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How fleecing a king won a wool dynasty

A spot of quick thinking four hundred years ago began South Africa's wool dynasty. With a little help from a conquering army, the good fortune spread to Australia, helping her become the world's top wool producing nation.

The first sheep at the Cape were owned by a local Hottentot tribe, which supplied meat for the East Indies Shipping Company at the Cape. The Dutch administration was not happy with the supplier for many reasons, but mainly because they were so unreliable. The tribe often wandered away without notice, taking their flocks with them, and would simply vanish for months on end.

There were other problems too. Sheep sold during the day often went missing during the night. The nomadic farmers of course, denied any involvement. The local breed was an inferior animal. It provided sufficient milk and meat, but the wool was coarse, and generally poor in quality.

Towards the end of the 17th Century, six merino sheep arrived at the Cape by ship. The exporting papers for them were surprisingly incomplete. There was some dispute about whether they should be landed in Africa, or continue on their way to Holland. Officials found a reference to the Dutch King in the papers. The optimistic garrison administration recognized the sheep as a valuable breed. They decided the animals were there as a gift from the Dutch king, and obviously a present for their officers.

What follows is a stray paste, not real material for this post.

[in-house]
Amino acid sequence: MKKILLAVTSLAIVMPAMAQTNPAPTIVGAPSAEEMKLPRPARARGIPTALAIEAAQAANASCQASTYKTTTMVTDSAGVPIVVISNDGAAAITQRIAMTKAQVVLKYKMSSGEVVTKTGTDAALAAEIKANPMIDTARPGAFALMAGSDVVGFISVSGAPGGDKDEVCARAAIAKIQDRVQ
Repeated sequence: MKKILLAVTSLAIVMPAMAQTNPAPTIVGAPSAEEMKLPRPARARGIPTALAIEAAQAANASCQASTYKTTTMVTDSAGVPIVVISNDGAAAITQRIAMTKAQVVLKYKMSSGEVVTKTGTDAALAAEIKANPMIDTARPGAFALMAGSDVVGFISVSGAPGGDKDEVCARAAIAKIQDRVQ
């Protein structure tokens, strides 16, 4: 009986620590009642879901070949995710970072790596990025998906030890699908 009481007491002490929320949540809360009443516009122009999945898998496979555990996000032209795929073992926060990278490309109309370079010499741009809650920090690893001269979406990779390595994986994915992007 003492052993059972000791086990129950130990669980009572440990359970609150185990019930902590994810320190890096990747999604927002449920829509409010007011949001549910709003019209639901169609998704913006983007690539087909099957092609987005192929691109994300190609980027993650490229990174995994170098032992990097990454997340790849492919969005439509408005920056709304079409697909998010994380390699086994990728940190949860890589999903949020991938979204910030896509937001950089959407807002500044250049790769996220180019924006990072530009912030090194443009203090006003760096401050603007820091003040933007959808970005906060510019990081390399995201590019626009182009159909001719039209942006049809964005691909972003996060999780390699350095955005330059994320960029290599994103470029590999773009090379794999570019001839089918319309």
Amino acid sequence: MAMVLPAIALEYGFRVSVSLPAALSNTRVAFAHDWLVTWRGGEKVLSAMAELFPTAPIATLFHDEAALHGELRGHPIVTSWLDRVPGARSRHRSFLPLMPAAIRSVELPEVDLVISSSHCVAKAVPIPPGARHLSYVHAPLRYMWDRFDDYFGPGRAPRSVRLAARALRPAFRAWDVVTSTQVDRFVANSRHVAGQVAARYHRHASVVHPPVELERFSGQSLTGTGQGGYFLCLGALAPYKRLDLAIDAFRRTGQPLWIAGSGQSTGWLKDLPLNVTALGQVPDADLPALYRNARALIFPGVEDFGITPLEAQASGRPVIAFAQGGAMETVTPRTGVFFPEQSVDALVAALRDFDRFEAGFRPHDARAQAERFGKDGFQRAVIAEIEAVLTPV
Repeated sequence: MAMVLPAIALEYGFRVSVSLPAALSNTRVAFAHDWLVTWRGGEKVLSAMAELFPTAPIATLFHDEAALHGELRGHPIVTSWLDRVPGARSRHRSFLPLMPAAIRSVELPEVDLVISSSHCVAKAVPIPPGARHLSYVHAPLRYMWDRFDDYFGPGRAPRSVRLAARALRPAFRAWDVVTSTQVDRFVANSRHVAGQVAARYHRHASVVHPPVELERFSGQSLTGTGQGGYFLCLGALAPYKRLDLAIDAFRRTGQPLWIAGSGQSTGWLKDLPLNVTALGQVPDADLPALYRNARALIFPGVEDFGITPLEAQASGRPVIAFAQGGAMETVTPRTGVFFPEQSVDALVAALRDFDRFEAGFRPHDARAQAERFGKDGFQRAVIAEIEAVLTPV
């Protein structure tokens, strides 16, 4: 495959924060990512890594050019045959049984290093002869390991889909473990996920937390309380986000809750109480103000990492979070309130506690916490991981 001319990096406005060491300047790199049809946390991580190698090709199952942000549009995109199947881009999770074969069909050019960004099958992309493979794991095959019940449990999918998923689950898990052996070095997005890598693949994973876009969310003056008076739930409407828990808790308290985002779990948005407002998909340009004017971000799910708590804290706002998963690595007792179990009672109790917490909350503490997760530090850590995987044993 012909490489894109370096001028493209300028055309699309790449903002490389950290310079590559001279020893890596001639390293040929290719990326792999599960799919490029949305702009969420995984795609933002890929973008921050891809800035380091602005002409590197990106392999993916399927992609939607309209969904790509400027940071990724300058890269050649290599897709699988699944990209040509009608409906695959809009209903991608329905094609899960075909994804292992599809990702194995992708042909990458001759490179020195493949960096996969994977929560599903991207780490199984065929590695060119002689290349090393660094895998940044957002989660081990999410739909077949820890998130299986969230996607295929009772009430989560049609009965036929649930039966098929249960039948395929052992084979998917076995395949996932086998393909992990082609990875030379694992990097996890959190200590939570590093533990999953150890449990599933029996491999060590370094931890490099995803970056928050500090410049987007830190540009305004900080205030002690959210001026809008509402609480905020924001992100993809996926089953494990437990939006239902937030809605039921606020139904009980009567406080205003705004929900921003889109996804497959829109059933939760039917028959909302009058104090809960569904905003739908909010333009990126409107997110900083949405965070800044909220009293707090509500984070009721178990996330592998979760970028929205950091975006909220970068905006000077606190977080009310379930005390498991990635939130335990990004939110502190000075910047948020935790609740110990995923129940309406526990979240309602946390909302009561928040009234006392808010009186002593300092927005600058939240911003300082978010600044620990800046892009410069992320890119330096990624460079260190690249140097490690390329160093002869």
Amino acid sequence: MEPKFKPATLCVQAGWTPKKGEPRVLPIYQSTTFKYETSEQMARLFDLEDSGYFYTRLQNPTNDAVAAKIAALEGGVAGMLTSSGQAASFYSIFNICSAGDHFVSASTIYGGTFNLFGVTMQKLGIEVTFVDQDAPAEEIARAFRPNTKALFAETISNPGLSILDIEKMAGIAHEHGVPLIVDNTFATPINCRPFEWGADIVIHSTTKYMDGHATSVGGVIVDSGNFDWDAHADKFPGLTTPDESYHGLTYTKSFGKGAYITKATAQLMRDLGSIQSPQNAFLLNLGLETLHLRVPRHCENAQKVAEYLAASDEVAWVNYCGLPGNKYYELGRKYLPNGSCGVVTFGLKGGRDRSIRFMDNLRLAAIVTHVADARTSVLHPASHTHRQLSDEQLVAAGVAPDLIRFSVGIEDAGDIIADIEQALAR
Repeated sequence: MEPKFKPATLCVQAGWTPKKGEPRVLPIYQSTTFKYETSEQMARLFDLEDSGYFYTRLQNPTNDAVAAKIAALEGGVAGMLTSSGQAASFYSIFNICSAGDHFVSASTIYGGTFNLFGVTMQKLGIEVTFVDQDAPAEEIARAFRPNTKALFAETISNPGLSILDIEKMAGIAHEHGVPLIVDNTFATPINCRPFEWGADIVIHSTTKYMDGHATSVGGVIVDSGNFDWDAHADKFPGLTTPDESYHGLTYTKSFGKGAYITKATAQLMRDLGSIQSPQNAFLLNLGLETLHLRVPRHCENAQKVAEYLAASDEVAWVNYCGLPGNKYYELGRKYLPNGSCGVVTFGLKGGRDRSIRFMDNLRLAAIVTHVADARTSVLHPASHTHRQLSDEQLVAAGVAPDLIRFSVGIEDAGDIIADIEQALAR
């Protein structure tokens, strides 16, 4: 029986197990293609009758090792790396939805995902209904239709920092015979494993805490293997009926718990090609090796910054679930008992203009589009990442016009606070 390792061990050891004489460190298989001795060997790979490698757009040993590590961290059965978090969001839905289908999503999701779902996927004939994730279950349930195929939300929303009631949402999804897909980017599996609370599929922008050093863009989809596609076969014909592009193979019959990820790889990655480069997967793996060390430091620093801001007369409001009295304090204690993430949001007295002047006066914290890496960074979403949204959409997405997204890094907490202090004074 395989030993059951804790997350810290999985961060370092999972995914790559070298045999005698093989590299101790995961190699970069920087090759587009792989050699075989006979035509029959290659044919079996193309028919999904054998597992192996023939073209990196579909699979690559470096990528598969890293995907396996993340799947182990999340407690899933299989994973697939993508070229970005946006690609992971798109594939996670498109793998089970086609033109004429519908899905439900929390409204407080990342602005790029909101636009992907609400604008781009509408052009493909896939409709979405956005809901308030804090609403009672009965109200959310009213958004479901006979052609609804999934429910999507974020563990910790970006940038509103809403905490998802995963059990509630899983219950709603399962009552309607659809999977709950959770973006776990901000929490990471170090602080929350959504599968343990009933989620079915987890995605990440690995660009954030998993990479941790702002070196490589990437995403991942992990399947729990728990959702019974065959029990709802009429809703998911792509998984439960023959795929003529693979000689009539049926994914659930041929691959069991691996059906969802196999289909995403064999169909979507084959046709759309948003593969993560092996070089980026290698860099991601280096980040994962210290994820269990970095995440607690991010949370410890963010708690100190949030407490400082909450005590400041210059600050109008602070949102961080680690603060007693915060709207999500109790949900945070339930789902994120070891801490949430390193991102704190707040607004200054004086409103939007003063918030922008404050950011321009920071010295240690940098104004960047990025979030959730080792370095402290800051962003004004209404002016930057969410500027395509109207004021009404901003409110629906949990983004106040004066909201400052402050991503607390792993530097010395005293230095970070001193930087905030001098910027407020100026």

Communications were not exactly speedy in those days, and it took two years for the king to correct the misunderstanding over his generosity. A gift! No-one was going to pull the wool over his royal eyes. The animals were actually on their way to him, not from him. They must be sent onwards on the next sailing ship.

Fortunately for the wool trade of Africa and Australia, the garrison followed the message to the letter. Six merino sheep went to Holland, leaving behind quite a flock of their progeny.

When the British occupied the Cape, Redcoats commandeered the merino flocks. Many were sold to ships bound for Australia, and these animals began the great Australian wool trade.

Meanwhile, many were spirited away from the occupying army, and taken inland to begin a huge merino wool industry. South Africa is now the fifth largest wool producing country and, with Australia provides 80 per cent of the world's wool.


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